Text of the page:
Specific technique scores
The mean scores of the rated importance for each of the tackle and ball-carry techniques for injury prevention and performance were above 4 (somewhat important) (mean±95% CI range: 4.1±0.2–4.9±0.1) except for the importance of the ball-carry technique side-on into contact for injury prevention, which had a mean score of 3.9±0.2 (undecided–somewhat important). For each individual tackle and ball-carry technique, the rated importance of each technique for injury prevention or performance was not related to a player executing the technique in the assessment (rs range: −0.4 to 0.3).
Declarative awareness of safe and effective technique did not translate to execution of safe and effective technique
The purpose of this study was to determine the association between players’ knowledge and attitudes towards safe and effective technique and their tackle and ball-carry technique execution. We found a high level of awareness among the players for the importance of technique to improve tackle performance and reduce tackle injury risks. This work supports previous research16–18 and highlights the effectiveness of a national injury prevention programme on increasing coaches’ and players’ knowledge of the importance of proper tackle technique. However, the knowledge of the importance of tackle and ball-carry technique did not translate to their tackle and ball-carry technique proficiency scores, respectively. This brings into question the effectiveness of this strategy alone on improving players’ tackle technique. A similar question was raised in a systematic review of educational programmes to prevent concussions in rugby union.32 The review concluded that although educational programmes were effective in disseminating information to rugby union stakeholders, scant evidence was found on the education actually changing player behaviour towards concussion.32 Therefore, although disseminating educational material on safe and effective technique is adequate in improving declarative knowledge, it may not be sufficient on its own to reduce the tackle injury burden in rugby union.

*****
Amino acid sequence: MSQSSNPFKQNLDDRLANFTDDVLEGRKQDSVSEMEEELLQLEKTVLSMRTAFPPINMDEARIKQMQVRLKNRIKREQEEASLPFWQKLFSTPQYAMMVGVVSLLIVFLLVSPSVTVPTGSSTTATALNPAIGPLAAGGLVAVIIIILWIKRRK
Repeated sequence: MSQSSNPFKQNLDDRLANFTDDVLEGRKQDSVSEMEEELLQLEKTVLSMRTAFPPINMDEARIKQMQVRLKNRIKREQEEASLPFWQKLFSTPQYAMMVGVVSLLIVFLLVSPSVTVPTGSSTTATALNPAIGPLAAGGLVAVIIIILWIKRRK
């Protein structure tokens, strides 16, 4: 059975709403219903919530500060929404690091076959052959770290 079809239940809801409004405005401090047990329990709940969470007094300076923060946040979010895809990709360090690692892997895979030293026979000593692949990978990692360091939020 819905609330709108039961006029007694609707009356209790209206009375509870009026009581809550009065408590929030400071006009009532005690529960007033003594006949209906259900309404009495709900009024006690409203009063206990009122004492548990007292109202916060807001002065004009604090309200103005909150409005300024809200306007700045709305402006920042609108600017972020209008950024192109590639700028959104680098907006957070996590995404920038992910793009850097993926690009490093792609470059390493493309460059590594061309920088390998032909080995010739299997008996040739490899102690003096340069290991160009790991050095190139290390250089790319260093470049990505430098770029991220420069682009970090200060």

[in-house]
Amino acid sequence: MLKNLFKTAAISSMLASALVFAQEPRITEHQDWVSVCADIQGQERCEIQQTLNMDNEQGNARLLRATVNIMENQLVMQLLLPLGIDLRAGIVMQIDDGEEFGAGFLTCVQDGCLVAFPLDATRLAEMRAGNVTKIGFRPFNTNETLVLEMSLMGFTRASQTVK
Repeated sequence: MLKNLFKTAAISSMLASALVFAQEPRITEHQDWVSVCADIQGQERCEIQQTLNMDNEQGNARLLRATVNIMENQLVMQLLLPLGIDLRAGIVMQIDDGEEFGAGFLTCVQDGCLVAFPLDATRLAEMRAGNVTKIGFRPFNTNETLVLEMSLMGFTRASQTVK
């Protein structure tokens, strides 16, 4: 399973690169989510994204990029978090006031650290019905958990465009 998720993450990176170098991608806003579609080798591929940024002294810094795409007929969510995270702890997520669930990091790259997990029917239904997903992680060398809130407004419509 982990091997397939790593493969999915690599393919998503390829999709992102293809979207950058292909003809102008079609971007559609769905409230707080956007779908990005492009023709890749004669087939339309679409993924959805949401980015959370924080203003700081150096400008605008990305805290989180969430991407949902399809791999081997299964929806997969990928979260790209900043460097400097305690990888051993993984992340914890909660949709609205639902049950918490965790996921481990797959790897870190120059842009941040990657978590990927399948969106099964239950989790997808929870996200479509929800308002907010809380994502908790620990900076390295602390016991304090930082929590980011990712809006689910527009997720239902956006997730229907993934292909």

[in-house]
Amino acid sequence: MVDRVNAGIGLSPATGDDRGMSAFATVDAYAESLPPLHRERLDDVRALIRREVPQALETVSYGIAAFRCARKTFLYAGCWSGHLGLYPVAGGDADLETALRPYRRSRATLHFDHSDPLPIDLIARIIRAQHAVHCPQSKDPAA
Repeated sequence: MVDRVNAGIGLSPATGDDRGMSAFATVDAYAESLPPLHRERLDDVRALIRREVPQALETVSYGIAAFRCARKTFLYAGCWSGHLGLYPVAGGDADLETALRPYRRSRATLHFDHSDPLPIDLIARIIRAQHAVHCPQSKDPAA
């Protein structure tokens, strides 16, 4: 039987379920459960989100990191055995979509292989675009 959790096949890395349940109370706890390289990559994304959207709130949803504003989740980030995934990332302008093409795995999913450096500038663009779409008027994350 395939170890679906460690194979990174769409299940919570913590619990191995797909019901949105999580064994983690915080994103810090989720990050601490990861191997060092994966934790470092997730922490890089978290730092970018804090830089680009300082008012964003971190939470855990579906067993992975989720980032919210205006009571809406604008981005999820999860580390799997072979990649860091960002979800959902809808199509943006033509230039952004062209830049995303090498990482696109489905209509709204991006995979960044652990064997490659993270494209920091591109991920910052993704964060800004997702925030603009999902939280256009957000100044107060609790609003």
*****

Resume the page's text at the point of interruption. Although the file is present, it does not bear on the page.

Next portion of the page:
Gap between declarative and procedural knowledge may be the result of insufficient contact technique training